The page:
Marja-Leena Rathje
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English Bay: sky








This is the fourth and last of the series of photos that I took about a month ago in English Bay. The feeling of the immense sky overhead struck me powerfully. It made me realize again how closed in we are where we live, surrounded by tall trees and mountains, though still quite expansive to the east. We don't see the sunrise until it comes over the mountains and the sunset falls behind the hill and trees behind us. Prairie people comment on missing the wide open sky here. I don't really mind but I do love getting next to the open ocean especially when the sky looks as magical as this. It makes me think of our favourite retreat on the west coast of Vancouver Island.

(By the way, these photos are totally unmodified, merely resized and compressed for the blog. Colours may appear different on different computers, such as even on my husband's MacBook Pro compared to my iMac. Also, as I mentioned in a comment at 'reflections', the scenes appear darker than real life because I was shooting against the sun. Maybe there's a special term photographers use for this.)

The others in the series:
English Bay: trees
English Bay: beach
English Bay: reflections

Marja-Leena | 06/03/2009 | 15 comments
themes: Canada and BC, Nature, Photoworks


I love these photos -- and they bring back my memories of that immense sky and the long angle of light of summers up there!

I am one of those people who always miss -- and long for -- a bigger sky. These pictures fill a person with awe . . . the beauty in them is just so strong, in a majestic and overpowering sense.

I do believe it's called shooting against the sun. But were you using the camera manually (ie, deciding on either a speed or aperture and then relating the two parameters yourself), semi-automatically (varying speed/aperture within the range defined by the built-in light meter) or fully automatically? If it was either of the latter two where then did you direct the graphic on the viewfinder to achieve the necessary light reading? I'm sorry to go on about this but these are superb landscape pix (a much tougher genre than many amateur photographers realise) and the technique you used is a long way from merely "taking a snap". When I asked about the other English Bay pix you mentioned using a tree to blot out a direct view of the sun, and this is the case in the first pic above. However, the other three pix have better detail and there is no blotting out.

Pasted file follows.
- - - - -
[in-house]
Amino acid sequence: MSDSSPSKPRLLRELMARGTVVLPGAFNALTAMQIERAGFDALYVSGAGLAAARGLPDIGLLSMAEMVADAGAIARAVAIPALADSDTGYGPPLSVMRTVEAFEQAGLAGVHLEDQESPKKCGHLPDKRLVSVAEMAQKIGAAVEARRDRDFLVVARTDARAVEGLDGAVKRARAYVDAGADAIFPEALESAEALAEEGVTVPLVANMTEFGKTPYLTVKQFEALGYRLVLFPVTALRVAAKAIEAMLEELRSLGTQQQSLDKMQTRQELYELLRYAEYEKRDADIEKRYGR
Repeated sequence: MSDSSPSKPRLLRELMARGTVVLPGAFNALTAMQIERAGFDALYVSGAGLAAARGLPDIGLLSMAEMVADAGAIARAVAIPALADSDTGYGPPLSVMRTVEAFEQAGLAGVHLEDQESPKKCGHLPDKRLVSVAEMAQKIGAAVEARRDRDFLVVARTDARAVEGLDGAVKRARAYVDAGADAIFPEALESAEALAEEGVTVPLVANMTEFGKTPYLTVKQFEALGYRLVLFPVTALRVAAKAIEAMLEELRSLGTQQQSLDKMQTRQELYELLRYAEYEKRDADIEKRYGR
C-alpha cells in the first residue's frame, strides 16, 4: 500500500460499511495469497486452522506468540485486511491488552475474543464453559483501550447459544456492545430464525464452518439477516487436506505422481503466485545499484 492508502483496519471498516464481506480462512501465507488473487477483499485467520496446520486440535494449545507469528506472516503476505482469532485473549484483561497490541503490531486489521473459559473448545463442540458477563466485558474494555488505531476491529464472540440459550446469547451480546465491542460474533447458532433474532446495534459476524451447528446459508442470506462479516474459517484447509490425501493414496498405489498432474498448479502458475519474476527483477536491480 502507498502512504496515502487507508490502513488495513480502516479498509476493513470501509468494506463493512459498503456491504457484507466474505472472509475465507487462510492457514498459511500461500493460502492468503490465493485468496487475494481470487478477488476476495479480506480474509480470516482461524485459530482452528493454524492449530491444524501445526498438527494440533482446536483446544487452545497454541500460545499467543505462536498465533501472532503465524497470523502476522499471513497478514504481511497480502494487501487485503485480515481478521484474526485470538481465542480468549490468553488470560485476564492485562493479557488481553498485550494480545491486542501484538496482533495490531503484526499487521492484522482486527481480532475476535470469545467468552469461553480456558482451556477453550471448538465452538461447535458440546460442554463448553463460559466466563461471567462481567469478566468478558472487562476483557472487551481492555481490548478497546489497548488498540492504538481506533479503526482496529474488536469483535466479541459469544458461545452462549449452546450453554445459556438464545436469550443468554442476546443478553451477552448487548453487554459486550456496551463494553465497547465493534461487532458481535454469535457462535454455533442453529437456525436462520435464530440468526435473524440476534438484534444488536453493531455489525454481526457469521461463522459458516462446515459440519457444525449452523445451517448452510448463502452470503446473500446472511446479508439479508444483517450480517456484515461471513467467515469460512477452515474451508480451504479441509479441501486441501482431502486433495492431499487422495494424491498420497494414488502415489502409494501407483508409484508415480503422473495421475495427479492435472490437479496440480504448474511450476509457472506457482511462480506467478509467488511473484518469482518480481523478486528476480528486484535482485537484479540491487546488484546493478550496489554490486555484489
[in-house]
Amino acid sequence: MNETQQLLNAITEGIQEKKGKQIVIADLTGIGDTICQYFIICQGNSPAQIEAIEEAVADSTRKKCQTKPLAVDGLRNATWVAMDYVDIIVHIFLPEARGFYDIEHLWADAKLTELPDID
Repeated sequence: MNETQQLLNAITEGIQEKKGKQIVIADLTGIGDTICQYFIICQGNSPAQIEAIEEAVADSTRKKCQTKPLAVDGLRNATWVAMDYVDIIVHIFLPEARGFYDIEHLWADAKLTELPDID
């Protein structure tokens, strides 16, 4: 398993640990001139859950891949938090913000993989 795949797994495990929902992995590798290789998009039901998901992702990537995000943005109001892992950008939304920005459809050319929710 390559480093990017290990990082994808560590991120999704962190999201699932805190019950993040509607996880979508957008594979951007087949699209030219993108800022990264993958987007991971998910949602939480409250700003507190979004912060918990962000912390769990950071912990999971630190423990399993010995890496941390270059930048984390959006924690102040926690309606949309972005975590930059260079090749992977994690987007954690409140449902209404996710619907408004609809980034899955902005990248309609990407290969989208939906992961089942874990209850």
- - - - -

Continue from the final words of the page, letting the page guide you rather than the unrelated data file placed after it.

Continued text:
Needless to say, being a devious Englishman, I have my own selfish reasons for this interrogation. I am teetering on the brink of buying a DSLR and since the cost runs between £300 and seven times that amount I'm scratching around to ensure I get value for money. Which means understanding what DSLRs can do. Mind you, I interrogated you about scanners and then eventually drew back from opening my wallet. Regard this question as a latter-day version of Canadian lease-lend.

The way the tree in the first shot lines up foreshadows the gold line on the water in the second and fourth shots ... nice! Is there actually a term in English for that gold sunline on the sea?

I have taken similar pictures from Lummi across Hales Passage looking toward sunrise in the direction of Mt. Baker. Like yours, they always look darker. If I try to adjust them the colors change.

Interesting to note that you have not tweaked these photographs. Although I am sometimes tempted to tweak, I am now finding that not to, is generally better. Its hard to see how you could have improved on these essays in light.

Maria, I'm glad to open up these lovely memories for you!

Bee, we agree!

Rouchswalwe, the great teacher's gold paintbrush?

Barrett, I should get my husband to explain for he's more knowledgeable technically about cameras and knows the language, but I'll give it a try.